CryptoOracle Co-Founder claims “decentralisation is a better way forward than the current state of market concentration.”
Lou Kerner on Israel’s blockchain scene, invoice financing and decentralisation
CryptoOracle’s co-founder, Lou Kerner, and the Israeli blockchain scene go back a long way. The American crypto expert is currently ranked among Medium’s “Top 50 most influential crypto bloggers” and has been an active supporter of Tel Aviv’s tech scene since 2013. With Israel’s huge investments in cybersecurity spearheading its reputation for innovation, there is a new wave of blockchain startups ready to export.
Israel has long been considered the world’s “Startup Nation.” Its tech-first culture gave it a head start when blockchain first emerged in 2013. According to the 2016 Deloitte report, it was home to an astonishing 38 blockchain startups, and in 2017, there was a 50% increase in tech companies.
By understanding the disruptive nature of blockchain, Israel has positioned itself as a global tech leader, with the ability to connect Lou Kerner and other investors to its startup ecosystem. Kerner’s crypto and blockchain expertise will in return help Tel Aviv businesses’ when it comes to exporting their ideas on the world stage.
The blockchain is a cloud-based ledger made up of encrypted peer-to-peer “blocks”. It displays all the information involved in any single transaction, settlement or bond while allowing the identity of stakeholders to remain confidential.
The decentralised ledger is also used to record, store and transfer anything from medical records, mortgage transfers to invoice payments. Crucially, once a “block” is registered, it can no longer be deleted.
INVioU – a blockchain credit platform
Kerner’s arrival in Israel saw him team up with INVioU—a new blockchain credit finance platform offering invoice financing to small-medium businesses (SMB).
The Tel Aviv startup is looking to redefine the invoice finance industry through market decentralisation. By offering companies instant payment solutions on the blockchain, including proof of service and delivery terms, SMBs will receive much-needed transparency.
Speaking in Israel, Kerner told audiences how invoice financing could help businesses improve their future cash flow:
“Invoice financing is a popular method for businesses looking to increase their liquidity. The process involves nominating a finance company, who assume responsibility for the invoice collection and take a percentage of the overall amount. While the remaining figure is deducted as a “factoring fee” once the invoice clears.”
“Smart contract” factoring
INVioU offer businesses a faster invoice payment service as they can approve or reject applications in real time. So unlike in the past, where companies would wait weeks for a third party to verify their invoice requests, INVioU can inform businesses if they are eligible within minutes.
By using blockchain “smart contracts” to oversee agreements between participants, companies can build trust between customers and factors. Smart contracts will allow companies to liquidate invoices and sell them on a decentralised marketplace.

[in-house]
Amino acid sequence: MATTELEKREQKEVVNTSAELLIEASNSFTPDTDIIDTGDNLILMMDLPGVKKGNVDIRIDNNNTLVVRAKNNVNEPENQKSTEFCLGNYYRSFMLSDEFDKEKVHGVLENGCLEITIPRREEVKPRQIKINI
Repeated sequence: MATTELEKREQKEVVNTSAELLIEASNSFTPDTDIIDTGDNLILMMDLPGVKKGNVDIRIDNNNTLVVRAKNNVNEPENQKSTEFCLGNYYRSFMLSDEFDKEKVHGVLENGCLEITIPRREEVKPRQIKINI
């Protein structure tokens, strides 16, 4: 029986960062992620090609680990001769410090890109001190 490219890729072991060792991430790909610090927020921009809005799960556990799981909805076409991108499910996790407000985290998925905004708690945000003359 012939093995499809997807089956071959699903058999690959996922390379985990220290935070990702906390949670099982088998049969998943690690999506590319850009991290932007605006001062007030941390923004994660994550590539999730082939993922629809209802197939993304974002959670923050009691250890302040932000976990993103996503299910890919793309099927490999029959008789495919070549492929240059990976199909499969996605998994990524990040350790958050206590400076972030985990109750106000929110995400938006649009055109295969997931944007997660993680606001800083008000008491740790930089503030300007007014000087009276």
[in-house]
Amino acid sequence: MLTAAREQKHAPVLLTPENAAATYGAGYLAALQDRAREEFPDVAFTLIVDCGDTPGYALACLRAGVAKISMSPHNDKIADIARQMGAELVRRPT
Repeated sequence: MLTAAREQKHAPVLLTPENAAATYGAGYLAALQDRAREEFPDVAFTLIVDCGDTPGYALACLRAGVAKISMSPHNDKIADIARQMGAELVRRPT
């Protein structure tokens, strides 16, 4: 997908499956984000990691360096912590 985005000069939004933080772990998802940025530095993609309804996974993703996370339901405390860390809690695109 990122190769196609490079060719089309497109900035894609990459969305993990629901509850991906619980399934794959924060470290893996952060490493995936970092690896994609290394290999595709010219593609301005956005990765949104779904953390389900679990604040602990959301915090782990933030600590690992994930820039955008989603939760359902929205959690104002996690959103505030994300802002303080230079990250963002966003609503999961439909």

On the other side, factoring companies can audit and review an SMB’s performance (and their customers too) leading to greater efficiency and premium quality services. This process will ultimately create a more competitive market for all players.
Israeli blockchain companies challenging centralisation
Kerner recently expressed concern about the negative impact of the “big five” tech companies, and hopes that blockchain will challenge centralisation in future:
“Tel Aviv is a major crypto hub, and I passionately believe the tech ecosystems within this city and beyond, will help challenge the wealth and power concentration currently controlled by Facebook, Google, Apple, Amazon, and Netflix. In my view, decentralisation is a better way forward than the current state of market concentration we have right now.”
Following his decentralising thesis, Kerner spoke about data security concerns, an issue all too prevalent in today’s society:
“Weak data protection is an obvious downside of our centralised tech system. From our shopping preferences to our genome, every day private information is often given away for free to undesirable actors, with far-reaching social and economic implications.”
Indeed, the central premise of blockchain is to allow participants, who may not trust each other, to share and exchange services in a secure fashion. Blockchain companies can facilitate trust through their innovative decentralised software, which is extremely difficult to hack or manipulate.
INVioU is an excellent example of how trust and liquidity between stakeholders can improve by using blockchain software. Factoring will become more accessible to companies looking for cash flow for tasks they have already performed. Opening up new markets, factors in return, will audit customers and instantly purchase invoices without third party interference and time delays.
Israeli blockchain companies are emerging with innovative ideas all the time, and we can expect to see more tech disruption in 2019. With blockchain software incrementally eroding the market concentration of the tech giants, Kerner’s wish of a decentralised tech ecosystem is not too far off the mark.
INVioU offers their users invoice liquidity and the opportunity to get involved in the ongoing blockchain revolution. Be sure to become an early adopter now.